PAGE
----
biology
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This Toxic Hot Spring Looks Like An Acid-Fuelled Nightmare

It looks like the set from a 1950s sci-fi flick, but this toxic, funhouse-coloured hot spring isn’t humanity’s first deadly encounter with alien biology. Although it is home to some very strange life forms, and we’re not sure what would happen if those gloves came off.


The World's Smallest Thermometer Is Made Of DNA

Need to take a temperature in a hard-to-reach spot? Researchers have created the world’s smallest thermometer from DNA, and it could be used to measure temperature even within living cells.


FDA Moves To Ban Shock Devices Used To Treat Behavioural Problems

The US Food and Drug Administration wants to ban electrical stimulation devices used to treat behavioural problems, saying they pose an “unreasonable and substantial” risk to public health. Uh, you think?


Gigantic Dinosaurs Had To Grow Freakishly Fast 

Titanosaurs were the largest land animals to ever appear on this planet, but even these lumbering beasts had humble beginnings. The discovery of a baby titanosaur fossil suggests that these dinosaurs were born with very adult-like features — and wow did they ever grow fast.


Why We Sleep So Poorly In Unfamiliar Places

Many of us have trouble sleeping in an unfamiliar place, like a hotel, or a friend’s house for the first time. When we finally do get to sleep, it’s often fidgety and disturbed. New research shows that one hemisphere of our brain stays more active during the first night of sleep — and it does so to keep us ready for trouble.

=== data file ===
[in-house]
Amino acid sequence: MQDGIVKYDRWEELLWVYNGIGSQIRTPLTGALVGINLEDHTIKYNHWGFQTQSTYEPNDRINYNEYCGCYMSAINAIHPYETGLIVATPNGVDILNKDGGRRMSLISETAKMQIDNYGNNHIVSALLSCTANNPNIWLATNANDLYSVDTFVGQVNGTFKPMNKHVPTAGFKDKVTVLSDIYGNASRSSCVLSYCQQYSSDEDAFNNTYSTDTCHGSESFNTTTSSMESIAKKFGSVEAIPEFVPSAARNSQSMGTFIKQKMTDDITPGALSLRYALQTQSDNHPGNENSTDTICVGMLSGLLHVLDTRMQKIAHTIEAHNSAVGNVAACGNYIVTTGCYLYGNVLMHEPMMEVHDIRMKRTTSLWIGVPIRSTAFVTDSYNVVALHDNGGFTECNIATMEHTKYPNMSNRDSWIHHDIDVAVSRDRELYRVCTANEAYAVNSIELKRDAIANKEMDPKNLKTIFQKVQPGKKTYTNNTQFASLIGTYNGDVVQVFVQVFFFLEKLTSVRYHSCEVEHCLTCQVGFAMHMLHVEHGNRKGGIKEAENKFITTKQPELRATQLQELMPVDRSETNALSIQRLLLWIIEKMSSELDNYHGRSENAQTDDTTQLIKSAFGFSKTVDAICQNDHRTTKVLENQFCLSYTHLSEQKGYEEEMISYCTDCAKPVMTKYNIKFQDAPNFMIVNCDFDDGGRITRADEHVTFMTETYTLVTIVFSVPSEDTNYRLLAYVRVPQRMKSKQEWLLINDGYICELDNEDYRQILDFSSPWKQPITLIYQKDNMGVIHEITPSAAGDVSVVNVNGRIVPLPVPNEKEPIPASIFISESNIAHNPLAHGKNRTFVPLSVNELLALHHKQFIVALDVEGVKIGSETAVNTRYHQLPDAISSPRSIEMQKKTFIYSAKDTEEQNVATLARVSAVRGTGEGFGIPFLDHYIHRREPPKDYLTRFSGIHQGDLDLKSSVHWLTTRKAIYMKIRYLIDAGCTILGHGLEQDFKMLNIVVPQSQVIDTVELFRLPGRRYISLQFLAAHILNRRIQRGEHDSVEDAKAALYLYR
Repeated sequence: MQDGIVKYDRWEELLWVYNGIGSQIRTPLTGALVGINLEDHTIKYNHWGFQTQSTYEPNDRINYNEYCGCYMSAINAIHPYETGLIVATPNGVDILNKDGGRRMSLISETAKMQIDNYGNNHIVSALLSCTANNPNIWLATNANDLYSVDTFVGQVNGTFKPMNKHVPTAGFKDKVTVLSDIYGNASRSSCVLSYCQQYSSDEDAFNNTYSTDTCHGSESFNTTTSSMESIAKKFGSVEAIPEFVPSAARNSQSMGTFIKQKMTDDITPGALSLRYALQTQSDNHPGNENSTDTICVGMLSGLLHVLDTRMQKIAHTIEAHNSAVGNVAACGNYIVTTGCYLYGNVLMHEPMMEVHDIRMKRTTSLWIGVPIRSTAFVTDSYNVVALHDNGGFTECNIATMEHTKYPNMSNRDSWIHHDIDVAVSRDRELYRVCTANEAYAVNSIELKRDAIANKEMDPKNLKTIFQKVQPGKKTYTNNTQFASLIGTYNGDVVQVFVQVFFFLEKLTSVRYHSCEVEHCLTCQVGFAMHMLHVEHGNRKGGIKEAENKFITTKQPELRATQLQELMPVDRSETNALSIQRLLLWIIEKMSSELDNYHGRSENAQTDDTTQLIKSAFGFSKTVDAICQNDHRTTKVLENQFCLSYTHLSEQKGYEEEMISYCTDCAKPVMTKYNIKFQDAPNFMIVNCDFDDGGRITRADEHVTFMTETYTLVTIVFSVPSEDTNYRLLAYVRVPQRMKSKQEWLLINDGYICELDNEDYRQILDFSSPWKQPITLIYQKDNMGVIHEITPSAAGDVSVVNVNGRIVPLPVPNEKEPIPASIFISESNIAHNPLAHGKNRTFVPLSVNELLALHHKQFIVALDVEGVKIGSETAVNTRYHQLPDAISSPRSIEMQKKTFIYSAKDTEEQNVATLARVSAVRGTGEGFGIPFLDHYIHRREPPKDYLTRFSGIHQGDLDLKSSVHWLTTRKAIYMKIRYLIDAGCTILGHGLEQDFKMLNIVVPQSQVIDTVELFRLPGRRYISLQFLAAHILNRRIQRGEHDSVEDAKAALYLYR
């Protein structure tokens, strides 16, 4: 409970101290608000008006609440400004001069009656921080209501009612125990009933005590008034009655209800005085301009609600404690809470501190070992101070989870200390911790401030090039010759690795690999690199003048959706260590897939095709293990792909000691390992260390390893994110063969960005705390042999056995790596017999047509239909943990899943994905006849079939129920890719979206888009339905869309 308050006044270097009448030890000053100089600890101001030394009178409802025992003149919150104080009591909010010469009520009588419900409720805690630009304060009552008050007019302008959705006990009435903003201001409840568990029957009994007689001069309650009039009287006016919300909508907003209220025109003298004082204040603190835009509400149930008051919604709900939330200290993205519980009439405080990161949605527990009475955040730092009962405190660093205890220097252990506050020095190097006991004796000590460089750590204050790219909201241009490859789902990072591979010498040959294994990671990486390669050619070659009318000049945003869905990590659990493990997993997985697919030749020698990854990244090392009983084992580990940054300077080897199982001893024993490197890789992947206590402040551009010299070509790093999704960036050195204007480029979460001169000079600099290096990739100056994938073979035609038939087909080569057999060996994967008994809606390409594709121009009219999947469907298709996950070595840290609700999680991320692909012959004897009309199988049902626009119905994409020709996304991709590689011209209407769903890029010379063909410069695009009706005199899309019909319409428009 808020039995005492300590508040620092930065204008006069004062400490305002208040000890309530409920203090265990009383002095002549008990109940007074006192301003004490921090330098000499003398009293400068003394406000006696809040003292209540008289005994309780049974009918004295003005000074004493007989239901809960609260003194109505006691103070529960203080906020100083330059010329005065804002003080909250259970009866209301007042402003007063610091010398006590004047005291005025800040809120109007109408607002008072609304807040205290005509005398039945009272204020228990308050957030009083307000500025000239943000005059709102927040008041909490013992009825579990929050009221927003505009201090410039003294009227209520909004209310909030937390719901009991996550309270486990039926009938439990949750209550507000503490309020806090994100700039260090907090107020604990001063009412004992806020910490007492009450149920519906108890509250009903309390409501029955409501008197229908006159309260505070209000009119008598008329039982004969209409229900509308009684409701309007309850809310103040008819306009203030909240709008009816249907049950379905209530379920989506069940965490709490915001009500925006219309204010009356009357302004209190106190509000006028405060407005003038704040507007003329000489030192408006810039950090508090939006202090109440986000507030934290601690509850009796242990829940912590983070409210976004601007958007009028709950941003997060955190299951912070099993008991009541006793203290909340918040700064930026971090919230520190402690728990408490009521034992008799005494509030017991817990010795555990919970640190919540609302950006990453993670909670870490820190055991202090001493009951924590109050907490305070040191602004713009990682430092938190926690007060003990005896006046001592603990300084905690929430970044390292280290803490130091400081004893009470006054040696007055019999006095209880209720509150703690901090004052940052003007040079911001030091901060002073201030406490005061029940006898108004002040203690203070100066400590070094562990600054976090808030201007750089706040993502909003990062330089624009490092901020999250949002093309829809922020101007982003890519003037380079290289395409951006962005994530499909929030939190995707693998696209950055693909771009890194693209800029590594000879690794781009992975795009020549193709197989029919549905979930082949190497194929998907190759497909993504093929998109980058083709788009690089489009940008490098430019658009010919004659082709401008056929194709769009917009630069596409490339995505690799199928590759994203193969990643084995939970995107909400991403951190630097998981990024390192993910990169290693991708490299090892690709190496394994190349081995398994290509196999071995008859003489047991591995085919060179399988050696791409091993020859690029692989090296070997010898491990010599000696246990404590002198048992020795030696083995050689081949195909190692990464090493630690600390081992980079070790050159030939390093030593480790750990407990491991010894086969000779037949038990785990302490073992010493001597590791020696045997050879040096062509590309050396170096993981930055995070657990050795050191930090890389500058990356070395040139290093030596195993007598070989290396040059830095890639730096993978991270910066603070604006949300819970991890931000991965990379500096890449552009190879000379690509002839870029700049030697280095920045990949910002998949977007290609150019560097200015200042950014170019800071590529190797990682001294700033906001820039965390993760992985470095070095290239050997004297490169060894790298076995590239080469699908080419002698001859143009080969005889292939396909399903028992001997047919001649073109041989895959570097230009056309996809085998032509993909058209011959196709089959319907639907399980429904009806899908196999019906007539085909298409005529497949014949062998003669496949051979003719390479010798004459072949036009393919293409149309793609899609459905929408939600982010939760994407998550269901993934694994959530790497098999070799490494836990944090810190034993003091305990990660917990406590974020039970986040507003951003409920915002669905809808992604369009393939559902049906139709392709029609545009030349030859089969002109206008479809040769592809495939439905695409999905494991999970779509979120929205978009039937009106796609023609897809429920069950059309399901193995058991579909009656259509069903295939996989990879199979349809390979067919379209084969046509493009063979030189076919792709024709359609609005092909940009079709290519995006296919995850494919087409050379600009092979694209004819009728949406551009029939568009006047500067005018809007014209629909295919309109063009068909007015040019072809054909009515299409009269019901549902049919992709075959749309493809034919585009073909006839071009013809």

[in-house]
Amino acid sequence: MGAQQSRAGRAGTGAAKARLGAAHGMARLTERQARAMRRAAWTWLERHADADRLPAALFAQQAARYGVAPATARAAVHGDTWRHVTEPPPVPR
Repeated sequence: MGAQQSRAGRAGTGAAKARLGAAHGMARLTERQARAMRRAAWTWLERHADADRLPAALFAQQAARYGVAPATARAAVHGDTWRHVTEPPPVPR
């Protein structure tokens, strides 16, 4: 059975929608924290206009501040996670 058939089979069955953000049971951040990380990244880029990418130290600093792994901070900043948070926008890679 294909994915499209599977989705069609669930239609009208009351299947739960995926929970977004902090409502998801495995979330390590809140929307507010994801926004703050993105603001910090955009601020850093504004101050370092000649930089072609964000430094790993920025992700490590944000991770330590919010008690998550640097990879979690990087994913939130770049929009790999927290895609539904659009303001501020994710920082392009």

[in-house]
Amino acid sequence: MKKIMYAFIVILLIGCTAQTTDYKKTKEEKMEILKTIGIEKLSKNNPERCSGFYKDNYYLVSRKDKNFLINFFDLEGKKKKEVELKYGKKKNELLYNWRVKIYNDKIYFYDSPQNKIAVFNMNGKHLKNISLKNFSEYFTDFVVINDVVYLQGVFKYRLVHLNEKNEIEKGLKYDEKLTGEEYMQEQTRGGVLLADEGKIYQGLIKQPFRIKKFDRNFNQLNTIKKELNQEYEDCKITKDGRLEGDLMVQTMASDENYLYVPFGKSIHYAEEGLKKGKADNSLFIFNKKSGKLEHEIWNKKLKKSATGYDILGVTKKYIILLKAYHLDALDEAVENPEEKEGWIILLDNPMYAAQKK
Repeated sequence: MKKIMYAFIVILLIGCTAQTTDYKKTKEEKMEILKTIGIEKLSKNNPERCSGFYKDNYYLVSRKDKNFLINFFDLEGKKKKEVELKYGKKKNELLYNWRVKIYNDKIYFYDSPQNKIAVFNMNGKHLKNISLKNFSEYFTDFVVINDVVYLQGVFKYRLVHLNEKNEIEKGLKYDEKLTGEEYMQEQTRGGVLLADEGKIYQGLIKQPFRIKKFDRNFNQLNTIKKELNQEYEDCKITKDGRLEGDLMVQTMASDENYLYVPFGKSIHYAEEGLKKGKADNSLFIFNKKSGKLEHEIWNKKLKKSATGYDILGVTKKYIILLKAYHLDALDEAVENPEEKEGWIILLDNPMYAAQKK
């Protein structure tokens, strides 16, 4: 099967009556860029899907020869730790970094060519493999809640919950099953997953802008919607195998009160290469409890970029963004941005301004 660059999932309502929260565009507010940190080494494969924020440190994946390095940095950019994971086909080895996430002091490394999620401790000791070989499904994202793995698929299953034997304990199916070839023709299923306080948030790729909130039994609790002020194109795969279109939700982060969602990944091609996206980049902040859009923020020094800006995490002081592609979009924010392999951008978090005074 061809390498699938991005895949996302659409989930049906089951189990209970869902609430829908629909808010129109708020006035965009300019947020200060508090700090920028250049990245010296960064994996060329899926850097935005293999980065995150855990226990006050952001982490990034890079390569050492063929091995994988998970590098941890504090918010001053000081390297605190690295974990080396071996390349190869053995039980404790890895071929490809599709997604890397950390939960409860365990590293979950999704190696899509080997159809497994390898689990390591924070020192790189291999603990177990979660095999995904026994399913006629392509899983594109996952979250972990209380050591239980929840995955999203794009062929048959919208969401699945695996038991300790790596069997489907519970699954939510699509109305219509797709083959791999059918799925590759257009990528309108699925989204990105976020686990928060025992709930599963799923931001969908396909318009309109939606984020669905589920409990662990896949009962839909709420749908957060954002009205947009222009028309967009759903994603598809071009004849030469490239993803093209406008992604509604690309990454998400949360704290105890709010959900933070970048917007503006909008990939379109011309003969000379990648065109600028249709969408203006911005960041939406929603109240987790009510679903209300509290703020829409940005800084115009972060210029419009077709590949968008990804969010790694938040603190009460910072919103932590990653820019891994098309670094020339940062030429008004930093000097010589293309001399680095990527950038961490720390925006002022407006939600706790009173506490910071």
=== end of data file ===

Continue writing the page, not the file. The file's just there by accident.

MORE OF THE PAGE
CRISPR Just Got One Step Closer To Editing Human Genes With Ease

Leveraging the pre-existing power of CRISPR, a team of researchers has made an important adjustment to the groundbreaking gene-editing tool that could make it precise enough for human applications.


Why Elk Bugles Sound Like Ringwraith Shrieks  

Majestic North American elk are known for producing high-pitched, screeching calls that carry for kilometres, particularly during breeding season. Known as “bugling”, it sounds for all the world like the piercing shrieks of the Ringwraiths from Lord of the Rings. This has puzzled scientists, because the pitch of an animal’s call in the wild usually depends on its size.


Life Rafts Made Entirely From Ants Are Surprisingly Sophisticated

Ants are amazing at co-operation, using their bodies to form parts of chains, ladders, walls and even rafts. A new study shows that the rafts built by ants are surprisingly well organised, the product of specialised skills and complex memorisation tasks.


Lab Mice Are Freezing Their Asses Off, And It's Screwing Up Science

Most science labs maintain a temperature far below levels preferred by mice, and it’s taking a toll on their health. New research suggests these chilly mice are skewing science results across a wide range of research areas — and the problem is far worse than anyone realised.


The Most Effective Way To Wash Your Hands, According To Science

Keeping our hands clean is the best way to prevent the spread of infections, so it’s surprising to learn that that US Centers for Disease Control (CDC) and the World Health Organisation (WHO) disagree on how to do it right. A new study shows that the six-step hand-washing technique promoted by the WHO is the better option.


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